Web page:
September 2005 Archives

Business leaders are increasingly concerned about the United States' ability to keep pace economically with countries such as China and India. They, along with leaders from education, government, and the nonprofit sector, called last week for combining their K-12 education efforts to better prepare students for the workplace.


A growing number of students with disabilities are being excluded from federal accountability provisions, driving up the number of public schools able to make adequate yearly progress but raising questions about the pledge to leave "no child behind." Yet-to-be-published analysis found that more than 80 percent of schools that made AYP under the federal law in 2003 or 2004 did so without having to meet standards of proficiency for their special education students as a separate subgroup.


In this special edition of Talkback, we'd like to ask you offer your comments on how Hurricane Katrina has affected you as an educator or parent and how you or your school is responding to the crisis.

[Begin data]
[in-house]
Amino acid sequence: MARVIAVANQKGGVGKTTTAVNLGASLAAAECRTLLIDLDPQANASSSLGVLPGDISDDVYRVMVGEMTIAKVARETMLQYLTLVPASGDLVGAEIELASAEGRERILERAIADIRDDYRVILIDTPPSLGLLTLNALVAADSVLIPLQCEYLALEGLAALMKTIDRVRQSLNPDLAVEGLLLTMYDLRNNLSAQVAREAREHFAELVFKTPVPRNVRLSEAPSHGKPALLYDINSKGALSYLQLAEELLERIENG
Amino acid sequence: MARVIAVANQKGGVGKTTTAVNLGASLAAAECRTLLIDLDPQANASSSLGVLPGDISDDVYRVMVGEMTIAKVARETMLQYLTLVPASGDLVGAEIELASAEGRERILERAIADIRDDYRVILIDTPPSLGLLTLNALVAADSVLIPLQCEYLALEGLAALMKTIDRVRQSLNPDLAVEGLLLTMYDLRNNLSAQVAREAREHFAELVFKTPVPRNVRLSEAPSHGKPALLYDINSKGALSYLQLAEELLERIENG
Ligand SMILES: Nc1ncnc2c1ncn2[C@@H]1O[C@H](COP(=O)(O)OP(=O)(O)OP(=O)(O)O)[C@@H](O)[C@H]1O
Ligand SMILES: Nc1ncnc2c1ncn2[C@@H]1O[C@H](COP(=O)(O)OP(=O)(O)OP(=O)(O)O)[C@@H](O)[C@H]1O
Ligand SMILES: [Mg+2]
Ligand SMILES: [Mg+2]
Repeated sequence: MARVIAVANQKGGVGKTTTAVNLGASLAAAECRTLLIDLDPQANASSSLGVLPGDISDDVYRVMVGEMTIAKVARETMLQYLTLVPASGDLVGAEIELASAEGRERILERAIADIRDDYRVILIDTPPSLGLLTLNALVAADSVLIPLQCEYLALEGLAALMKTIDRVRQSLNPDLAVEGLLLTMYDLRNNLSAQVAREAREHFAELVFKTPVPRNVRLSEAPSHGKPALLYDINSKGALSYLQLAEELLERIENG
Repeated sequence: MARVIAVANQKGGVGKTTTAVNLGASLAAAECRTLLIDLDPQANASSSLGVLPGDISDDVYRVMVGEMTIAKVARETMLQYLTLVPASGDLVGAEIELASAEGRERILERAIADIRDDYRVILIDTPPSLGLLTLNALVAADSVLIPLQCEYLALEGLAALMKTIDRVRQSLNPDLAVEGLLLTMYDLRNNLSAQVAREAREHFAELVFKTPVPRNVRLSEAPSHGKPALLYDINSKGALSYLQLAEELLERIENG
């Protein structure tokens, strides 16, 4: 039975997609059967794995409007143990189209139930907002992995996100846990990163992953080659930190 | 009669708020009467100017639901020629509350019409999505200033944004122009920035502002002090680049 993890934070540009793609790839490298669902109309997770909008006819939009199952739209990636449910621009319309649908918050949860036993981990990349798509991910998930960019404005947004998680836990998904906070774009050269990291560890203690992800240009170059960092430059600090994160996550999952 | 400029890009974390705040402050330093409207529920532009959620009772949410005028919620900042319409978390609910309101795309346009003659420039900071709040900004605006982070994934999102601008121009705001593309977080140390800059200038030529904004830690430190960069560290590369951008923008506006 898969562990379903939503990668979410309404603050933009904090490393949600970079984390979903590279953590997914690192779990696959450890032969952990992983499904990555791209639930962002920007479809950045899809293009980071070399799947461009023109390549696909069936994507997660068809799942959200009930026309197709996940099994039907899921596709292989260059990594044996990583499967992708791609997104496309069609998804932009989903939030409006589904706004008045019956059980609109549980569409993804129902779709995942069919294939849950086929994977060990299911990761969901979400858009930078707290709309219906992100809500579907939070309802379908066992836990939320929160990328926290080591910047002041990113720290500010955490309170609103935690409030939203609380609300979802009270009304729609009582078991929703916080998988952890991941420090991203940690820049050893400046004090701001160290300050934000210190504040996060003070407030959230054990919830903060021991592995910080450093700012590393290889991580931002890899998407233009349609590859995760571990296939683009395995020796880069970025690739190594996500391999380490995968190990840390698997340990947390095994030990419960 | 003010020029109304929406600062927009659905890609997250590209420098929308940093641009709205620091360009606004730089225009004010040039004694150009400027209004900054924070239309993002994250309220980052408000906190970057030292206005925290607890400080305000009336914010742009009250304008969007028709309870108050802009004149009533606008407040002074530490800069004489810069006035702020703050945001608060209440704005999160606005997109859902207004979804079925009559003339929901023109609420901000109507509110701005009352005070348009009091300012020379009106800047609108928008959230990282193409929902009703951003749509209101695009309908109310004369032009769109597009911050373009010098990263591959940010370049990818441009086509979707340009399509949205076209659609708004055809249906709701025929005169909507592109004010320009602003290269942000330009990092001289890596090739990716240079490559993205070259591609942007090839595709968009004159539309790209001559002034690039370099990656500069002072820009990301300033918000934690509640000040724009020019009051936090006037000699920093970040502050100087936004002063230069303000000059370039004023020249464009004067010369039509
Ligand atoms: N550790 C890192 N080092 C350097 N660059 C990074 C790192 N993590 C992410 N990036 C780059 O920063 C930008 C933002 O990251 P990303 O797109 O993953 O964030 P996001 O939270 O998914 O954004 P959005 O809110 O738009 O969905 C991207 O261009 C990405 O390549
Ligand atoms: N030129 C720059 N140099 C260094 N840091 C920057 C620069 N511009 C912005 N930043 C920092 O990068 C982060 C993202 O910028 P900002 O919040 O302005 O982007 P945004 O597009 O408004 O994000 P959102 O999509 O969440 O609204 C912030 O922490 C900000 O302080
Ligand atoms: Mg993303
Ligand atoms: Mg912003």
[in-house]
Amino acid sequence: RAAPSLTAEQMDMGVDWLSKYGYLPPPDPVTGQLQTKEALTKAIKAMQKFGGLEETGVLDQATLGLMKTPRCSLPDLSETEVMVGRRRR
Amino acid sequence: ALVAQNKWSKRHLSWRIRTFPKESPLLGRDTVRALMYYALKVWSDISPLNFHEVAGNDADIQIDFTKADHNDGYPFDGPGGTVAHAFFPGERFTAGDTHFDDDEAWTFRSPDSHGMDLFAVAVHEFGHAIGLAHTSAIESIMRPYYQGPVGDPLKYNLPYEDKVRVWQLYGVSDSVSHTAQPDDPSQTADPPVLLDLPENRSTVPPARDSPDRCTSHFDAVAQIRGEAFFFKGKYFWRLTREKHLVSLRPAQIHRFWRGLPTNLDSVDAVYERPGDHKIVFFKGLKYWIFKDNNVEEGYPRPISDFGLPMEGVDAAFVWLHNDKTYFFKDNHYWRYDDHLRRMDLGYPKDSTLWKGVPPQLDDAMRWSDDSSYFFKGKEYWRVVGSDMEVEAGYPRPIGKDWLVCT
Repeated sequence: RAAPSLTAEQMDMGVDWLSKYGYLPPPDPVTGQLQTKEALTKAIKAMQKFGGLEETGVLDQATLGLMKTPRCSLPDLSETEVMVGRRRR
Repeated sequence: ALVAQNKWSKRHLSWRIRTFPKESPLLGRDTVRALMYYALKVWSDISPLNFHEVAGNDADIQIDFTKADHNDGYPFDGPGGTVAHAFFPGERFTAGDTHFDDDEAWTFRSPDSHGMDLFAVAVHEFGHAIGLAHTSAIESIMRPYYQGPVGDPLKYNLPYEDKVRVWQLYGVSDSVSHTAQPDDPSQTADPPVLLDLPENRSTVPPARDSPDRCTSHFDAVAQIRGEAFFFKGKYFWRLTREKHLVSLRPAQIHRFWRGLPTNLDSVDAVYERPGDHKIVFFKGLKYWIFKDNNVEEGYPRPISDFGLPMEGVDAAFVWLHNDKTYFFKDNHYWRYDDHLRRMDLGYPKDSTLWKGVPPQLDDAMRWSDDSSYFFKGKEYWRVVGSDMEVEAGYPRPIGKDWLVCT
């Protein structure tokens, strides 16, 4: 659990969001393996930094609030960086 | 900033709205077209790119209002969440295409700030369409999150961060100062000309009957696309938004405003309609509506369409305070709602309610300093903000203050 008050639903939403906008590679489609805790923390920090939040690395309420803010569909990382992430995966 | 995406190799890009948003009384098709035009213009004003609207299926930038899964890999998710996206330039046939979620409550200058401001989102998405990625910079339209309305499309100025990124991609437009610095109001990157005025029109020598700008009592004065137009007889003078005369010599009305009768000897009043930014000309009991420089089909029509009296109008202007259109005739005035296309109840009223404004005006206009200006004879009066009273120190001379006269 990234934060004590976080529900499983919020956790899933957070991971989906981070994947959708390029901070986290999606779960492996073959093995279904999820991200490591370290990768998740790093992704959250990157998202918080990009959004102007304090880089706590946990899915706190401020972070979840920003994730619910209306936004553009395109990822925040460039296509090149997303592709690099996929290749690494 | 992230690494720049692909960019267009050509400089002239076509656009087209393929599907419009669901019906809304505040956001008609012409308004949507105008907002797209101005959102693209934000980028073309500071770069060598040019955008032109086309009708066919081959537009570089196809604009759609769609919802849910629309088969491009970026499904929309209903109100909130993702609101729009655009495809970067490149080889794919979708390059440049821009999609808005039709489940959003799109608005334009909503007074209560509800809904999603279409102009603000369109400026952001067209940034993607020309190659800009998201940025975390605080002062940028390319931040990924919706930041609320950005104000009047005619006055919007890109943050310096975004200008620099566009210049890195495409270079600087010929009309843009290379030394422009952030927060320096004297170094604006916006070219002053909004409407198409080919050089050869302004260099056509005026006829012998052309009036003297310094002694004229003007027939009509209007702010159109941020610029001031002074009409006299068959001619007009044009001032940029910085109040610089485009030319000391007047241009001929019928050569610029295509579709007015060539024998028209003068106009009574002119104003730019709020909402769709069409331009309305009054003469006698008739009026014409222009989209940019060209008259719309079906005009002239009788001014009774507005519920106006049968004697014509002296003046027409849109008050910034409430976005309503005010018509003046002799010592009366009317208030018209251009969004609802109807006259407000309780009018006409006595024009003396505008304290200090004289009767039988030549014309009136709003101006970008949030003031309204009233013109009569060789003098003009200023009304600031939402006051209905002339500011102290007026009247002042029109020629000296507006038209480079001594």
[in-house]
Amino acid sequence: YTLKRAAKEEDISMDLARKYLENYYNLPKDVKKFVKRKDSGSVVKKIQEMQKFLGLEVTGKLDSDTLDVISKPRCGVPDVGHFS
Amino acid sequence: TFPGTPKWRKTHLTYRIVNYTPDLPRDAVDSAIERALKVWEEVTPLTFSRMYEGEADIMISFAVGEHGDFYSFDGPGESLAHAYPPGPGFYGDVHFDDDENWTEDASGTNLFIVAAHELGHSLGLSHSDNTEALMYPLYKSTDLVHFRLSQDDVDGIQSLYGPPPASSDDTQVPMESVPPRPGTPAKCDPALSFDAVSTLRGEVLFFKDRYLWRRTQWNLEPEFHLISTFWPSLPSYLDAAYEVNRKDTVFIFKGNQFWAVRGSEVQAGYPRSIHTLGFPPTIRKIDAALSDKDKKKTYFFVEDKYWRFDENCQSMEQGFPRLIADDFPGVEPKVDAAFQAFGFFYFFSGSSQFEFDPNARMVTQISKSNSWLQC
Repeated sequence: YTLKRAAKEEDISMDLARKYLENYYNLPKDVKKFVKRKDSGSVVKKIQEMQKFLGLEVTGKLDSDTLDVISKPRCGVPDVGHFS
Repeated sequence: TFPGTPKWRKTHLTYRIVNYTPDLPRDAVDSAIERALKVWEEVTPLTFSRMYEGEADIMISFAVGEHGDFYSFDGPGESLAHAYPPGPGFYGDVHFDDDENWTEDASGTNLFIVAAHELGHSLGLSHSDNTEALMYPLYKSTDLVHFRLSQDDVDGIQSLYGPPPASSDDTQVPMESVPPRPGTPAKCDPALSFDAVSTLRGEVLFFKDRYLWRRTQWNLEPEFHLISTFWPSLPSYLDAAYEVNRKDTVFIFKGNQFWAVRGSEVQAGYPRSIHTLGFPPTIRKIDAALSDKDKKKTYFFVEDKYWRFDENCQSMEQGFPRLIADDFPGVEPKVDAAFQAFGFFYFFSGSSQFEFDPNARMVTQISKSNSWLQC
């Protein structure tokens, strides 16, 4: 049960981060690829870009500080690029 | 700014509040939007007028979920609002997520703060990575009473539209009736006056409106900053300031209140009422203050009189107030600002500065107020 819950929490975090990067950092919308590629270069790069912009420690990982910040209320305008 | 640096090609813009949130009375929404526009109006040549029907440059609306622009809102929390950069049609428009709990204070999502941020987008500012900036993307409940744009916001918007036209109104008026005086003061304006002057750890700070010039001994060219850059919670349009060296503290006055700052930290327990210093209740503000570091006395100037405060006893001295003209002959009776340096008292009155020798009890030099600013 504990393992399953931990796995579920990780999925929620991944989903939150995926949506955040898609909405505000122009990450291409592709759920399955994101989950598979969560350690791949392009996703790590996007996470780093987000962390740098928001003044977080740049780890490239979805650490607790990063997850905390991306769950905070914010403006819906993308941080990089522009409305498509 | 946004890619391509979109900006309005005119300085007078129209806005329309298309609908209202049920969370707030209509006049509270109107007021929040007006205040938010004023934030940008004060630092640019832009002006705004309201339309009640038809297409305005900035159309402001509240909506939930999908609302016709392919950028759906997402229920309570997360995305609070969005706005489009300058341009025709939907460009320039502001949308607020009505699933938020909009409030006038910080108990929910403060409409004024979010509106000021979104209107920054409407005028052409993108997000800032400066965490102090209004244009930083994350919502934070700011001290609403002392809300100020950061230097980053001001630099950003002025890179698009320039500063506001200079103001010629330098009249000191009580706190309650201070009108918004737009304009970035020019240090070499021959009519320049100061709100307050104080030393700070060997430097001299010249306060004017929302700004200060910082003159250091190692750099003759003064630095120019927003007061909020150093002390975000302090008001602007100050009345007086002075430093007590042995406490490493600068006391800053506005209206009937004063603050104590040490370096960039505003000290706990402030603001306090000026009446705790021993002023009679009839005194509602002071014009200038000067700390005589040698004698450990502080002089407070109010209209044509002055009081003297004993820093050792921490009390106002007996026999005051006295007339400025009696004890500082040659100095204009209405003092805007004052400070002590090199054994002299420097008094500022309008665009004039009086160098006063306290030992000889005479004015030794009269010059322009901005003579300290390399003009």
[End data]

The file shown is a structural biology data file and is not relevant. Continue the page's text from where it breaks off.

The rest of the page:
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  • Elizabeth Blake/science teacher: I wrote an entire book to answer this question. "No read more
  • kishan jalan: TRUE EDUCATORS / GUIDES are best for life Page read more
  • Sarah Williams/Music Teacher: No, both candidates have hardly mentioned education, especially Obamaa. What read more
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  • Lewis Greene: There is a better way to teach reading to children read more

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